Failure doesn’t happen overnight: it’s usually the result of multiple factors, and can sometimes be seen coming by a number of red flags. With over half of businesses failing in the first five years, it’s important to stay alert to the signs and make changes when necessary – beyond simply slashing budgets.
Here are three ways you can breathe fresh life into your business when you can feel that it’s starting to struggle. This, of course, isn’t a fool-proof or comprehensive list, but these three things when implemented correctly can help save a business.
Sometimes our customer base surprises us, or products change, or new competitors come onto the market. Products which are sometimes aimed at one demographic can be surprise hits with others; other times, no one is targeted at all.
The old belief that people will somehow sense your product exists and come to buy it simply isn’t true: if you’re not actively communicating your product to the right people in the right way, they might simply glaze right over it.
Rebranding can be an effective way to garner more attention, especially when your products themselves receive positive feedback. If you want to keep your products the way they are, simply mixing up their packaging and your marketing messages can have a profound impact: just make sure you do your market research first.
Speaking of market research, many entrepreneurs and business owners simply don’t do enough before launching. In this case, they may suddenly find that their products aren’t as popular as they expected them to be, or that their business model simply isn’t working for them.
If this is the case for you, take the time to find out, thoroughly, which parts of your business are succeeding and which aren’t, what parts of your message are resonating with customers and which are being ignored, and what motivations customers have for purchasing your products when they do.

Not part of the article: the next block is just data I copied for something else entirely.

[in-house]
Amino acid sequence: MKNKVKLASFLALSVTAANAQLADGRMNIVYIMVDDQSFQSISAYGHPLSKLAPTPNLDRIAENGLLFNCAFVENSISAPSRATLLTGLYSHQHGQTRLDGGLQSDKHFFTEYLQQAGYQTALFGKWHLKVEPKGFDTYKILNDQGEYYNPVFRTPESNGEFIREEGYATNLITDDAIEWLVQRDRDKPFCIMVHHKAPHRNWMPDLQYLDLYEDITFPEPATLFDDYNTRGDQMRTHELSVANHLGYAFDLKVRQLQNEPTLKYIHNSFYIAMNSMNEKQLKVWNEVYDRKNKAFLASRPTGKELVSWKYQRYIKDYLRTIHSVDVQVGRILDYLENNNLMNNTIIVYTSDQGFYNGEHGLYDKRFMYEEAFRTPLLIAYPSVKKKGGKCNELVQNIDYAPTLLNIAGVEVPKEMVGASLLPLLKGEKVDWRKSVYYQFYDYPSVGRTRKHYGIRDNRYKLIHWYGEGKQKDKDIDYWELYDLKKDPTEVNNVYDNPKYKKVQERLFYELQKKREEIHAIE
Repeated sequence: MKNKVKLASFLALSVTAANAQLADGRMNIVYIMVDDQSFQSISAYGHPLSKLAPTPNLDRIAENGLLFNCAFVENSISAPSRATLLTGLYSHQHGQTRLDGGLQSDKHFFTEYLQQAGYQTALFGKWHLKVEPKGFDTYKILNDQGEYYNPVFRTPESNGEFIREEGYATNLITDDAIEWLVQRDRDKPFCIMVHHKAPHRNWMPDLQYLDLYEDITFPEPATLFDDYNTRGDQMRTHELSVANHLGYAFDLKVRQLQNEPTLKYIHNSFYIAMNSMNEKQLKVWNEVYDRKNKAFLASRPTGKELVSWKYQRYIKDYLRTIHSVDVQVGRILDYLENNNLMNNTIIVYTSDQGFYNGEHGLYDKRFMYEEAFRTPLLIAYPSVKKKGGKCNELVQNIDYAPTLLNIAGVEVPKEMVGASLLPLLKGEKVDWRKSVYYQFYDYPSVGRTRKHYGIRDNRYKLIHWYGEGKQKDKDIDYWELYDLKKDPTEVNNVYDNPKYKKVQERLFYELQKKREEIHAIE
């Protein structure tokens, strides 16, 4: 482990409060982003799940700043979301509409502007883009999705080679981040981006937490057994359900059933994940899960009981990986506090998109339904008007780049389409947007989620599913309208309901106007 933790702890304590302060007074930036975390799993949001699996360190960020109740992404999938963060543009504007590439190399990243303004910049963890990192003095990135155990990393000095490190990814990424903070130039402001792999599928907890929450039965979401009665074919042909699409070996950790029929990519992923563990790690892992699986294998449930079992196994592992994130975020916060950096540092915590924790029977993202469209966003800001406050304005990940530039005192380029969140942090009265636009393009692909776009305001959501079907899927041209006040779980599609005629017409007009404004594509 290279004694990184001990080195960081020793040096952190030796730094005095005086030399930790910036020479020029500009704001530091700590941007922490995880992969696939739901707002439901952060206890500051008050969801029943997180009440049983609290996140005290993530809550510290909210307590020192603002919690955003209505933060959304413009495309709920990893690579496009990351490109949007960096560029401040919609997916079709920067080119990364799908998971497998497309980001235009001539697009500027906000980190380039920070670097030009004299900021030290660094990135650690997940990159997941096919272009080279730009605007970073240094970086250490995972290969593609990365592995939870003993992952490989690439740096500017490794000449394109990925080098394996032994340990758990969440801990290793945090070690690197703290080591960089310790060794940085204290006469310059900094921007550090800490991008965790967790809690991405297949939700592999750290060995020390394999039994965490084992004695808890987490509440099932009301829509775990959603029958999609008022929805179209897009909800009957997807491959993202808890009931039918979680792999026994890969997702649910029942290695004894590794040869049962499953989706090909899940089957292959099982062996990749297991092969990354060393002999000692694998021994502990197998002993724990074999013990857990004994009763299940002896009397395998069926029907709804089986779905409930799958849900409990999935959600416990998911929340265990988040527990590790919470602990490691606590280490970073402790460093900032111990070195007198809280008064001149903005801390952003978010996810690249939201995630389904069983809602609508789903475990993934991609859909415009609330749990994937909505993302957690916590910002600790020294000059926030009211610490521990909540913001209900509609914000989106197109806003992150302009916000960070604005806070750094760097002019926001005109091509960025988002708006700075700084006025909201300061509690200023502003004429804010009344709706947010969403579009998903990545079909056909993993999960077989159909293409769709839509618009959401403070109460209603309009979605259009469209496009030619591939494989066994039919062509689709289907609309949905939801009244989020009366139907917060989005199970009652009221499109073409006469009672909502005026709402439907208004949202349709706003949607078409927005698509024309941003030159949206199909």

When you’ve identified these strengths and weaknesses, change your business to focus more on the things that are working. This can be a difficult process, but pivots are sometimes necessary and business saving.
If you’re a jack of all trades, it could be that you’re being perceived as a master of none. That, or the stretch of doing too many things at once is simply taking its toll.
Niche markets can be powerful places to be: if you can narrow down your focus, you can improve the products you do have and increase your brands reputation in a certain space.
Think about all the times you’ve gone out to dinner: often, a smaller menu is a sign of better quality dishes (and certainty of less stressed chefs).
If your business is struggling, immediate action can help turn things around. By ensuring your products are being promoted in the right way, your business structure is effective and your focus is sharp you can improve your sales and save your business.
If nothing works, you may need to cut your losses and start a new business with the lessons you learnt from the previous one, but businesses on the brink of extinction have turned into thriving empires before.
How are you ensuring your business thrives?
- Lena Klein